ClinGen Dosage Sensitivity Curation Page


Curation Status: Complete

Gene Information

Location Information

Evidence for Loss Phenotypes

Evidence for loss of function phenotype
PubMed ID Description
15654336 Entesarian et al. (2005) report 16 individuals from two extended families of Swedish origin with full penetrant aplasia of lacrimal and salivary glands (ALSG). The 12 affected members of family 1 (4 generations) had a 53 kb deletion including exons 2 and 3, without the involvement of any flanking genes. In family 2 (3 generations) , a nonsense variant in exon 3 (R193X; c.577C>T) was identified in the four affected members.
16630169 Milunsky et al. (2006) identified a nonsense mutation (K137X) in exon 2 of FGF10 (Family 2) in a 19-year-old mother with ALSG and her 2-year-old daughter with Lacrimoauriculodentodigital (LADD) syndrome. This variant was not found in 200 controls. The author concluded that ALSG and LADD syndrome may represent variable presentations of the same clinical spectrum caused by FGF10 mutations.
19102732 Scheckenbach et al. (2008) identified the 1st splicing variant (c.430-1 G>A) in FGF10 gene, which led to an alternative acceptor site for exon 3 and premature stop codon, in 2 affected brothers with ALSG, but not in 193 controls. Patients? father, grandma and grandaunt were all affected, but not available for testing. Deceased relatives showed no additional features of LADD.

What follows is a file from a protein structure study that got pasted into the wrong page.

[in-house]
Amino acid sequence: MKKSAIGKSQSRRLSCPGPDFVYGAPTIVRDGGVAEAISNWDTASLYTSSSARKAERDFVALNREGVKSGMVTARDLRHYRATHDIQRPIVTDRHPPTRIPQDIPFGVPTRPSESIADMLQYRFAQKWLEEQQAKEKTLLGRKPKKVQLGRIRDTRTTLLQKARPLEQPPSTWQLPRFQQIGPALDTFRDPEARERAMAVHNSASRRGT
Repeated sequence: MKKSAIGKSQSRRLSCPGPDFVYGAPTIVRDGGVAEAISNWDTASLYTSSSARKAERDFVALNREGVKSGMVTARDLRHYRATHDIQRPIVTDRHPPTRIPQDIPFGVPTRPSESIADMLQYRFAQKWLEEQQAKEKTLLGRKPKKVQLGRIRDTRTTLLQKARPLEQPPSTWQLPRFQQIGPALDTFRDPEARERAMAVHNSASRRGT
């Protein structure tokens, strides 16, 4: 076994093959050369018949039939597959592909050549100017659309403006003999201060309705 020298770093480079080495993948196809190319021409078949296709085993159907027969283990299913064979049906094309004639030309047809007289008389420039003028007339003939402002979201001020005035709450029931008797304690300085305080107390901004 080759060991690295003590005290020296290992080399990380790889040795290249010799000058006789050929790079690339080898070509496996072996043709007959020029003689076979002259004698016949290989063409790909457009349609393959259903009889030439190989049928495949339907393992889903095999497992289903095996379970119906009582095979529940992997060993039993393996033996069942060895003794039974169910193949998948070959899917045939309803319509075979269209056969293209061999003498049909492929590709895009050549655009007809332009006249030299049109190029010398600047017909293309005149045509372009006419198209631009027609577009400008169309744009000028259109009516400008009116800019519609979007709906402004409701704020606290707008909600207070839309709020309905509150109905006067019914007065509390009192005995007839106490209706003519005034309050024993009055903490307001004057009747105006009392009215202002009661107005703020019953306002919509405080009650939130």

Evidence for Triplosenstive Phenotype

NOTE:The loss of function score should be used to evaluate deletions, and the triplosensitivity score should be used to evaluated duplications. CNVs encompassing more than one gene must be evaluated in their totality (e.g. overall size, gain vs. loss, presence of other genes, etc). The rating of a single gene within the CNV should not necessarily be the only criteria by which one defines a clinical interpretation. Individual interpretations must take into account the phenotype described for the patient as well as issues of penetrance and expressivity of the disorder. ACMG has published guidelines for the characterization of postnatal CNVs, and these recommendations should be utilized (Genet Med (2011)13: 680-685). Exceptions to these interpretive correlations will occur, and clinical judgment should always be exercised.